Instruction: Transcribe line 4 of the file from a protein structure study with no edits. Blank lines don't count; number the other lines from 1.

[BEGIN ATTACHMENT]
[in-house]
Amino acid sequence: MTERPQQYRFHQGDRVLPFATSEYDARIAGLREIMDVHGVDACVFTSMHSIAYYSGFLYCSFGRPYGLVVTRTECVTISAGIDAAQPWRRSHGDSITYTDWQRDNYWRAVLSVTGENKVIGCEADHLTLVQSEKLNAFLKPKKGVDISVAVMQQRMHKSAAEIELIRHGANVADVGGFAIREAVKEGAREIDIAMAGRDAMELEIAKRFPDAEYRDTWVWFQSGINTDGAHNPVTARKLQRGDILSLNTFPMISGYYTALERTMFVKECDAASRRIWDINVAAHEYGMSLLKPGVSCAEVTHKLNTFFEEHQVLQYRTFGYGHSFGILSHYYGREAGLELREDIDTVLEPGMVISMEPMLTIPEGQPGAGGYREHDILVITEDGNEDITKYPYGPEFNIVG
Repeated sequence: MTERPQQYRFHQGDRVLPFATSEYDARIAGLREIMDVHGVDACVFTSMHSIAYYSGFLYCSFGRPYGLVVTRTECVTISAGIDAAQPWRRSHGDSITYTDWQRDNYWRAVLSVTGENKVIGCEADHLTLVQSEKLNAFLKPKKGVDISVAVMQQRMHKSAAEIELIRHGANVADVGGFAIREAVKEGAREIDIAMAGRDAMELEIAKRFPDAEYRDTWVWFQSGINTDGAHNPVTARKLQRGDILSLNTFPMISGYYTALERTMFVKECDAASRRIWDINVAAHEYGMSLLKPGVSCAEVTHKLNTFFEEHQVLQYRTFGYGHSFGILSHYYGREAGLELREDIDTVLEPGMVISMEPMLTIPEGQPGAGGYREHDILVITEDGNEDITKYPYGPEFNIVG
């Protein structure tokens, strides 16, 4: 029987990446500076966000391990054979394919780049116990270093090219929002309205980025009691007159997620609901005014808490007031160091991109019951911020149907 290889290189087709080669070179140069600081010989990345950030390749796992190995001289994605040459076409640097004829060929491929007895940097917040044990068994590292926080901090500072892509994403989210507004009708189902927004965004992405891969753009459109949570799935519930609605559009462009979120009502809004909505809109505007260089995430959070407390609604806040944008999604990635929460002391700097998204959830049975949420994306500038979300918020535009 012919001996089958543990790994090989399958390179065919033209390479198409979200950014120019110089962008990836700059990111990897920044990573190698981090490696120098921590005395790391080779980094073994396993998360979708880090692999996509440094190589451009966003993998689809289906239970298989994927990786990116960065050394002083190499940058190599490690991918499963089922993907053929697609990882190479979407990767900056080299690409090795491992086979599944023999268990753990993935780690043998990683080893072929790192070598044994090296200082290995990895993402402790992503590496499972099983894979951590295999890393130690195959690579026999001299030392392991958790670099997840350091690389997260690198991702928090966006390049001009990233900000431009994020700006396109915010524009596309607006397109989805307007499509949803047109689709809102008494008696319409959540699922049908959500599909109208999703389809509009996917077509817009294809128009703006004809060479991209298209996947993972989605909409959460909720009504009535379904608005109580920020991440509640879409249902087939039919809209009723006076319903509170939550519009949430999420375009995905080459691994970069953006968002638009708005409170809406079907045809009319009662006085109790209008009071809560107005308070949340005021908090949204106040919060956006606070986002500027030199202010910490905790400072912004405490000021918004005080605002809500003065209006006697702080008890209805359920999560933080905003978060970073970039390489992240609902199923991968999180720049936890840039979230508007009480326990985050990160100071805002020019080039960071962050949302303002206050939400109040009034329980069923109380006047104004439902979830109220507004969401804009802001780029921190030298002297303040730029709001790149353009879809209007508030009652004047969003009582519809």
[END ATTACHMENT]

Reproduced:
């Protein structure tokens, strides 16, 4: 029987990446500076966000391990054979394919780049116990270093090219929002309205980025009691007159997620609901005014808490007031160091991109019951911020149907 290889290189087709080669070179140069600081010989990345950030390749796992190995001289994605040459076409640097004829060929491929007895940097917040044990068994590292926080901090500072892509994403989210507004009708189902927004965004992405891969753009459109949570799935519930609605559009462009979120009502809004909505809109505007260089995430959070407390609604806040944008999604990635929460002391700097998204959830049975949420994306500038979300918020535009 012919001996089958543990790994090989399958390179065919033209390479198409979200950014120019110089962008990836700059990111990897920044990573190698981090490696120098921590005395790391080779980094073994396993998360979708880090692999996509440094190589451009966003993998689809289906239970298989994927990786990116960065050394002083190499940058190599490690991918499963089922993907053929697609990882190479979407990767900056080299690409090795491992086979599944023999268990753990993935780690043998990683080893072929790192070598044994090296200082290995990895993402402790992503590496499972099983894979951590295999890393130690195959690579026999001299030392392991958790670099997840350091690389997260690198991702928090966006390049001009990233900000431009994020700006396109915010524009596309607006397109989805307007499509949803047109689709809102008494008696319409959540699922049908959500599909109208999703389809509009996917077509817009294809128009703006004809060479991209298209996947993972989605909409959460909720009504009535379904608005109580920020991440509640879409249902087939039919809209009723006076319903509170939550519009949430999420375009995905080459691994970069953006968002638009708005409170809406079907045809009319009662006085109790209008009071809560107005308070949340005021908090949204106040919060956006606070986002500027030199202010910490905790400072912004405490000021918004005080605002809500003065209006006697702080008890209805359920999560933080905003978060970073970039390489992240609902199923991968999180720049936890840039979230508007009480326990985050990160100071805002020019080039960071962050949302303002206050939400109040009034329980069923109380006047104004439902979830109220507004969401804009802001780029921190030298002297303040730029709001790149353009879809209007508030009652004047969003009582519809």